As reported in my article, the difficulty with fair use is that “it is sometimes difficult to predict how a court will rule on a fair use case.” Well, even the courts don’t always agree with each other.
Take, for example, the Gaylord v. The United States case. The U.S. Court of Federal Claims (a federal “trial court”) concluded that a photograph of “The Column” (a sculpture depicting 19 Korean War soldiers that is part of the Korean War Veterans Memorial KWVM in Washington, D.C.) that was used by the U.S. Postal Service for a stamp was a fair use because it was a transformative work, having a new and different character and expression from that of the sculpture. But, on appeal of the trial verdict, the United States Court of Appeals for the Federal Court recently overturned that ruling, finding that the photograph/stamp was not a fair use.
Background on the Gaylord case is presented in my February 3, 2010 blog and by Stacia Law over at the IP Chat Blog. The Federal Court’s opinion includes photographs of the sculptures and the stamp, in addition to the basis for the ruling. The Court began by explaining the criteria for determining fair use:
Fair use is a mixed question of law and fact. Harper & Row, Publishers, Inc. v. Nation Enter., 471 U.S. 539, 560 (1985). Because “the doctrine is an equitable rule of reason, no generally applicable definition is possible, and each case raising the question must be decided on its own facts.” Id. at 560 (citation omitted). Section 107 requires courts to consider four nonexclusive factors when evaluating fair use:(1) the purpose and character of the use, including whether such use is of a commercial nature or is for nonprofit educational purposes;(2) the nature of the copyrighted work;(3) the amount and substantiality of the portion used in relation to the copyrighted work as a whole; and(4) the effect of the use upon the potential market for or value of the copyrighted work.35 U.S.C. § 107. Each factor is “to be explored, and the results weighed together, in light of the purposes of copyright.” Campbell, 510 U.S. at 577.
Significantly, the Federal Court found that the stamp does not reflect any “further purpose” than The Column. The Court compared the stamp to Koons’ use of Blanch’s photo in Blanch v. Koons. There, Koons, an artist, incorporated a copyrighted photograph of a woman’s feet adorned with glittery Gucci sandals into a collage “commenting on the ‘commercial images . . . in our consumer culture.’” 467 F.3d 244, 248 (2d Cir. 2006). The court determined that Koons’ use was fair use in part because his collage was transformative. Id. at 252-53. The Court reasoned that the collage and the photo had “sharply different” purposes and that the collage was intended to be a “commentary on the social and aesthetic consequences of mass media.” Id. Such transformation of a copyrighted work into a larger commentary or criticism fall squarely within the definition of fair use.” In Gaylord, however, although the stamp altered the appearance of The Column by adding snow and muting the color, those alterations did not impart a different character to the work. The Federal Court also found that the USPS’ use of the stamp was commercial because it received $17 million dollars in sales from the stamp, which indicated that the use was not a fair use.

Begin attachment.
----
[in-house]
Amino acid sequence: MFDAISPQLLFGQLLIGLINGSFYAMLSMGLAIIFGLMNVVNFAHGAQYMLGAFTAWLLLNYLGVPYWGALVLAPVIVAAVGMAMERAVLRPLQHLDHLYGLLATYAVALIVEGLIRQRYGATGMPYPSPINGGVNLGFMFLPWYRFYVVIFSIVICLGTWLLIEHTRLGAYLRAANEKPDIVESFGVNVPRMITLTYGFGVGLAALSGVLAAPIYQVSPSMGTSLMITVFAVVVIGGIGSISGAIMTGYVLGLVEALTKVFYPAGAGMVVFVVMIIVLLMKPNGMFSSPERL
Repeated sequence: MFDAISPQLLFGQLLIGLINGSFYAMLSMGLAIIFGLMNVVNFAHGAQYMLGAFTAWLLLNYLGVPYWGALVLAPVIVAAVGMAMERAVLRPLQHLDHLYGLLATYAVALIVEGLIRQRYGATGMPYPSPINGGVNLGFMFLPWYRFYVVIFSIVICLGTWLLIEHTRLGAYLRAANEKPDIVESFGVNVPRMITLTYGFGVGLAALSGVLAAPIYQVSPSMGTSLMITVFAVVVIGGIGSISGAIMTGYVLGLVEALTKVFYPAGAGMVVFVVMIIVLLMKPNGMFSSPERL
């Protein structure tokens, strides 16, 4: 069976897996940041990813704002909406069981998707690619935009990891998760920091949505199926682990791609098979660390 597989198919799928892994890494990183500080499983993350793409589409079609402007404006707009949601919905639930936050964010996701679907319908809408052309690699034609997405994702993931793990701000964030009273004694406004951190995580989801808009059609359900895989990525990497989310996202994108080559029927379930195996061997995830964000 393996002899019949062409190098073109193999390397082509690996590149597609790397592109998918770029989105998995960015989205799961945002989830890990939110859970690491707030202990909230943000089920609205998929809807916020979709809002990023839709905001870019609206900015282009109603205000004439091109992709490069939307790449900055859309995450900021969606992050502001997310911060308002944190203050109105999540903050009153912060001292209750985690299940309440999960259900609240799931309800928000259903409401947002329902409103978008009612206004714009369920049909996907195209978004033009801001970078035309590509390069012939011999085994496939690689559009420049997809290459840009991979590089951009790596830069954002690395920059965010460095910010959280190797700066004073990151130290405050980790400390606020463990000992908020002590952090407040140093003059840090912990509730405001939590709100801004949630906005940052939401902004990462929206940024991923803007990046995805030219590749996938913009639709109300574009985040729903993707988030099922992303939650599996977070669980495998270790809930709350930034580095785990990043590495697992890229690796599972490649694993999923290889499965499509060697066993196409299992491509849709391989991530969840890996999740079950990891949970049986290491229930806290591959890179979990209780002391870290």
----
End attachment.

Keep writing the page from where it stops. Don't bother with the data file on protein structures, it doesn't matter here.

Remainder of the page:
As to the amount of the work used in the photograph, the Federal Court held that the number of the soldiers in the stamp (14 of 19) weighed against fair use. Further, the Court found that The Column constituted the focus (“essentially the entire subject matter of the stamp”), which supported its finding against fair use. But the Court found one factor in favor of fair use, because the stamp has not and will not adversely impact the sculptor’s efforts to market derivative works of The Column. “Someone seeking to take a photograph of The Column or otherwise create a derivative work would not find the stamp to be a suitable substitute for The Column itself. ” In total, however, the Federal Court found that the factors heavily weighed against a fair use of the sculpture.
What does this show us? First, that courts can disagree as to whether the use of a photograph of a copyrighted work is a fair use. Second, to be safe and to avoid protracted litigation, always get permission from the copyright owner to use the photograph of a copyrighted work.Check Photo Attorney on Lynda.com, in the Lynda.com Article Center, and on Twitter!